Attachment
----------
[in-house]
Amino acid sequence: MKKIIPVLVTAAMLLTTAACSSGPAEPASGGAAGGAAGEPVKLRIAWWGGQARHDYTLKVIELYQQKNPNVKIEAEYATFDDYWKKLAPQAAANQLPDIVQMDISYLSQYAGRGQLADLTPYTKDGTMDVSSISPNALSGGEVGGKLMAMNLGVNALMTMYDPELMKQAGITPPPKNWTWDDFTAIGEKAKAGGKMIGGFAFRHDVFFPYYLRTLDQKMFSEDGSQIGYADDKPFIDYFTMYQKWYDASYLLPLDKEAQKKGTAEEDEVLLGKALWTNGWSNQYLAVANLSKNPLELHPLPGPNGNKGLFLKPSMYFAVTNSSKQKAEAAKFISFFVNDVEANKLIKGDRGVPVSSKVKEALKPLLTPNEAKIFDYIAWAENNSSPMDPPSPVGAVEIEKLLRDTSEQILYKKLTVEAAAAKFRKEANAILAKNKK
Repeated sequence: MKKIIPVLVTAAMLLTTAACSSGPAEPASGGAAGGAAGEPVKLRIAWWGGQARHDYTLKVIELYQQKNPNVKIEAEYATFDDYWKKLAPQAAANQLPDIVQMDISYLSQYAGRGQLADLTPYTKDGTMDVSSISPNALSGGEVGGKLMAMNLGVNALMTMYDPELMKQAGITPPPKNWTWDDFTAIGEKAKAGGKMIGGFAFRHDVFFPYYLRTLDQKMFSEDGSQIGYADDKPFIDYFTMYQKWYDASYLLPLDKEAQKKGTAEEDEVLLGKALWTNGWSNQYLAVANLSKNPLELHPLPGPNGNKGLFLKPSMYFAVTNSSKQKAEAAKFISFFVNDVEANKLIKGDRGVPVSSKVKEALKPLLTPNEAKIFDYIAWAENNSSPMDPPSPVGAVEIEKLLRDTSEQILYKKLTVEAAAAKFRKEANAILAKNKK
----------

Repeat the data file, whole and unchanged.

[in-house]
Amino acid sequence: MKKIIPVLVTAAMLLTTAACSSGPAEPASGGAAGGAAGEPVKLRIAWWGGQARHDYTLKVIELYQQKNPNVKIEAEYATFDDYWKKLAPQAAANQLPDIVQMDISYLSQYAGRGQLADLTPYTKDGTMDVSSISPNALSGGEVGGKLMAMNLGVNALMTMYDPELMKQAGITPPPKNWTWDDFTAIGEKAKAGGKMIGGFAFRHDVFFPYYLRTLDQKMFSEDGSQIGYADDKPFIDYFTMYQKWYDASYLLPLDKEAQKKGTAEEDEVLLGKALWTNGWSNQYLAVANLSKNPLELHPLPGPNGNKGLFLKPSMYFAVTNSSKQKAEAAKFISFFVNDVEANKLIKGDRGVPVSSKVKEALKPLLTPNEAKIFDYIAWAENNSSPMDPPSPVGAVEIEKLLRDTSEQILYKKLTVEAAAAKFRKEANAILAKNKK
Repeated sequence: MKKIIPVLVTAAMLLTTAACSSGPAEPASGGAAGGAAGEPVKLRIAWWGGQARHDYTLKVIELYQQKNPNVKIEAEYATFDDYWKKLAPQAAANQLPDIVQMDISYLSQYAGRGQLADLTPYTKDGTMDVSSISPNALSGGEVGGKLMAMNLGVNALMTMYDPELMKQAGITPPPKNWTWDDFTAIGEKAKAGGKMIGGFAFRHDVFFPYYLRTLDQKMFSEDGSQIGYADDKPFIDYFTMYQKWYDASYLLPLDKEAQKKGTAEEDEVLLGKALWTNGWSNQYLAVANLSKNPLELHPLPGPNGNKGLFLKPSMYFAVTNSSKQKAEAAKFISFFVNDVEANKLIKGDRGVPVSSKVKEALKPLLTPNEAKIFDYIAWAENNSSPMDPPSPVGAVEIEKLLRDTSEQILYKKLTVEAAAAKFRKEANAILAKNKK